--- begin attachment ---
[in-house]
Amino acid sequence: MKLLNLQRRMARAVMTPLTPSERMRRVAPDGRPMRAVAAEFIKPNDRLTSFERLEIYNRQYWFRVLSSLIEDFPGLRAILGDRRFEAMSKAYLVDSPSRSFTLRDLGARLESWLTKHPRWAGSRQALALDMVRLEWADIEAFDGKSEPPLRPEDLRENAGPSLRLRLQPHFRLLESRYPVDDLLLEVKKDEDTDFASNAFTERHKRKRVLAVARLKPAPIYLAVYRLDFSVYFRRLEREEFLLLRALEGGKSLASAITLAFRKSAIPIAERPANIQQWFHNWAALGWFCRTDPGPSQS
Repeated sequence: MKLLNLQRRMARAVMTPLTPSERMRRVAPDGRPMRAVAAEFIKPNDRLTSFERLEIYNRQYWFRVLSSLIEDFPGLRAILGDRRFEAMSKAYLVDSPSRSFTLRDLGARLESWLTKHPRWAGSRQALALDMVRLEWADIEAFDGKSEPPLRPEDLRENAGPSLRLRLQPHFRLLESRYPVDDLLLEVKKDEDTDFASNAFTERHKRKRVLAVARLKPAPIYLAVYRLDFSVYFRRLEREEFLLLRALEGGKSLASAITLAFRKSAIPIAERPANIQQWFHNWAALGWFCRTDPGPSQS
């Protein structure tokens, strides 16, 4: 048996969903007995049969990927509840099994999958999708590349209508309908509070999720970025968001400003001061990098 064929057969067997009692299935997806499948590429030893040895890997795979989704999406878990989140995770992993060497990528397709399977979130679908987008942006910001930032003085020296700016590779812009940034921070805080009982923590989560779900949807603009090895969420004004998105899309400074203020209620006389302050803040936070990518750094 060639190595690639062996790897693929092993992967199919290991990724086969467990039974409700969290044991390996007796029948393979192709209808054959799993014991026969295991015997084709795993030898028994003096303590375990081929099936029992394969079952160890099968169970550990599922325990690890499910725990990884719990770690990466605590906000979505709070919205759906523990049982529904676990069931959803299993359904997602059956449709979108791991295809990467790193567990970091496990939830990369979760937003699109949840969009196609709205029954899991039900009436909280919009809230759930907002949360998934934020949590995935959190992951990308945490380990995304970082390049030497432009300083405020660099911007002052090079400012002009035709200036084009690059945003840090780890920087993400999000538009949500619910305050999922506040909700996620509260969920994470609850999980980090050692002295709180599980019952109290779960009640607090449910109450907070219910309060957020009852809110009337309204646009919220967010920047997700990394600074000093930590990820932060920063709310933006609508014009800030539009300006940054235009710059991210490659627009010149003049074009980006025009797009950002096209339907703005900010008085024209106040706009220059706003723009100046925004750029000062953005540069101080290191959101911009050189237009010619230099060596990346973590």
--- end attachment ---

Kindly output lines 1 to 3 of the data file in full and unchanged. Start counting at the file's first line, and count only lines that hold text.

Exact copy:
[in-house]
Amino acid sequence: MKLLNLQRRMARAVMTPLTPSERMRRVAPDGRPMRAVAAEFIKPNDRLTSFERLEIYNRQYWFRVLSSLIEDFPGLRAILGDRRFEAMSKAYLVDSPSRSFTLRDLGARLESWLTKHPRWAGSRQALALDMVRLEWADIEAFDGKSEPPLRPEDLRENAGPSLRLRLQPHFRLLESRYPVDDLLLEVKKDEDTDFASNAFTERHKRKRVLAVARLKPAPIYLAVYRLDFSVYFRRLEREEFLLLRALEGGKSLASAITLAFRKSAIPIAERPANIQQWFHNWAALGWFCRTDPGPSQS
Repeated sequence: MKLLNLQRRMARAVMTPLTPSERMRRVAPDGRPMRAVAAEFIKPNDRLTSFERLEIYNRQYWFRVLSSLIEDFPGLRAILGDRRFEAMSKAYLVDSPSRSFTLRDLGARLESWLTKHPRWAGSRQALALDMVRLEWADIEAFDGKSEPPLRPEDLRENAGPSLRLRLQPHFRLLESRYPVDDLLLEVKKDEDTDFASNAFTERHKRKRVLAVARLKPAPIYLAVYRLDFSVYFRRLEREEFLLLRALEGGKSLASAITLAFRKSAIPIAERPANIQQWFHNWAALGWFCRTDPGPSQS